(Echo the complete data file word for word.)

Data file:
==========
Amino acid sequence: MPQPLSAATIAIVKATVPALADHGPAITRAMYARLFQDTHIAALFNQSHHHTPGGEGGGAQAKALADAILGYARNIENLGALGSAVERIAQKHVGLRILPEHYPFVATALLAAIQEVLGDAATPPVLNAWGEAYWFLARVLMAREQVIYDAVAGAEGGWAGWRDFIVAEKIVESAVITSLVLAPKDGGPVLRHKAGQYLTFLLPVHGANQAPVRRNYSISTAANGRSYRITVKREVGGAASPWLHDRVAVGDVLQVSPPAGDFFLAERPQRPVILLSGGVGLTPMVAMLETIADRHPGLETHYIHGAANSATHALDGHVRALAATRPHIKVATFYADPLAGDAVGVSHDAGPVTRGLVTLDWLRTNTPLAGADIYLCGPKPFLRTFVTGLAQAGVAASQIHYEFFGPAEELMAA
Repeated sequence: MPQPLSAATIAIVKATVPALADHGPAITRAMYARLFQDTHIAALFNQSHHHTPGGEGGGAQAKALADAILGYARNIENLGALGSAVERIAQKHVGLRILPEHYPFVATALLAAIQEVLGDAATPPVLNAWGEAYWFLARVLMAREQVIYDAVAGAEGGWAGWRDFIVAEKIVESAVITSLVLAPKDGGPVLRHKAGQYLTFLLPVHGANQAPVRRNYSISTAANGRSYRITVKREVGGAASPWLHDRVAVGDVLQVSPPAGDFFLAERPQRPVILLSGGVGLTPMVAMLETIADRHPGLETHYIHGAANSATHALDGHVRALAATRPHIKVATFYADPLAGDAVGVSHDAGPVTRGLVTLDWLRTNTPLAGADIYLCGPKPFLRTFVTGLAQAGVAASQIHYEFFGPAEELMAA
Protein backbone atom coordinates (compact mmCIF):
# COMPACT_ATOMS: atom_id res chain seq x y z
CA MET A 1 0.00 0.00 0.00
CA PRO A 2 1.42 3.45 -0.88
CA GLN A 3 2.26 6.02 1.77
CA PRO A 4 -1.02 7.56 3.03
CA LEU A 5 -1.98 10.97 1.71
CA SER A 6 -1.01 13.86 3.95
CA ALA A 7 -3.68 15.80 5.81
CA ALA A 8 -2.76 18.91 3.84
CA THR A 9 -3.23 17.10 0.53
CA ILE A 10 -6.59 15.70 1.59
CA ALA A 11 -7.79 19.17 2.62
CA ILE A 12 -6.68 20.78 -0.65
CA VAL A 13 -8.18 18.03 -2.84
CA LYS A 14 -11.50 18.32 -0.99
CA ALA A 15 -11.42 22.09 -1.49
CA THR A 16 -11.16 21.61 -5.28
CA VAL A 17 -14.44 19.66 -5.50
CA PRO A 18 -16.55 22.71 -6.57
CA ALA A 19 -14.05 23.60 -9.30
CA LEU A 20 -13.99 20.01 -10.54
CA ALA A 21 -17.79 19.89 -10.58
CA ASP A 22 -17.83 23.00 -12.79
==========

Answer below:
Amino acid sequence: MPQPLSAATIAIVKATVPALADHGPAITRAMYARLFQDTHIAALFNQSHHHTPGGEGGGAQAKALADAILGYARNIENLGALGSAVERIAQKHVGLRILPEHYPFVATALLAAIQEVLGDAATPPVLNAWGEAYWFLARVLMAREQVIYDAVAGAEGGWAGWRDFIVAEKIVESAVITSLVLAPKDGGPVLRHKAGQYLTFLLPVHGANQAPVRRNYSISTAANGRSYRITVKREVGGAASPWLHDRVAVGDVLQVSPPAGDFFLAERPQRPVILLSGGVGLTPMVAMLETIADRHPGLETHYIHGAANSATHALDGHVRALAATRPHIKVATFYADPLAGDAVGVSHDAGPVTRGLVTLDWLRTNTPLAGADIYLCGPKPFLRTFVTGLAQAGVAASQIHYEFFGPAEELMAA
Repeated sequence: MPQPLSAATIAIVKATVPALADHGPAITRAMYARLFQDTHIAALFNQSHHHTPGGEGGGAQAKALADAILGYARNIENLGALGSAVERIAQKHVGLRILPEHYPFVATALLAAIQEVLGDAATPPVLNAWGEAYWFLARVLMAREQVIYDAVAGAEGGWAGWRDFIVAEKIVESAVITSLVLAPKDGGPVLRHKAGQYLTFLLPVHGANQAPVRRNYSISTAANGRSYRITVKREVGGAASPWLHDRVAVGDVLQVSPPAGDFFLAERPQRPVILLSGGVGLTPMVAMLETIADRHPGLETHYIHGAANSATHALDGHVRALAATRPHIKVATFYADPLAGDAVGVSHDAGPVTRGLVTLDWLRTNTPLAGADIYLCGPKPFLRTFVTGLAQAGVAASQIHYEFFGPAEELMAA
Protein backbone atom coordinates (compact mmCIF):
# COMPACT_ATOMS: atom_id res chain seq x y z
CA MET A 1 0.00 0.00 0.00
CA PRO A 2 1.42 3.45 -0.88
CA GLN A 3 2.26 6.02 1.77
CA PRO A 4 -1.02 7.56 3.03
CA LEU A 5 -1.98 10.97 1.71
CA SER A 6 -1.01 13.86 3.95
CA ALA A 7 -3.68 15.80 5.81
CA ALA A 8 -2.76 18.91 3.84
CA THR A 9 -3.23 17.10 0.53
CA ILE A 10 -6.59 15.70 1.59
CA ALA A 11 -7.79 19.17 2.62
CA ILE A 12 -6.68 20.78 -0.65
CA VAL A 13 -8.18 18.03 -2.84
CA LYS A 14 -11.50 18.32 -0.99
CA ALA A 15 -11.42 22.09 -1.49
CA THR A 16 -11.16 21.61 -5.28
CA VAL A 17 -14.44 19.66 -5.50
CA PRO A 18 -16.55 22.71 -6.57
CA ALA A 19 -14.05 23.60 -9.30
CA LEU A 20 -13.99 20.01 -10.54
CA ALA A 21 -17.79 19.89 -10.58
CA ASP A 22 -17.83 23.00 -12.79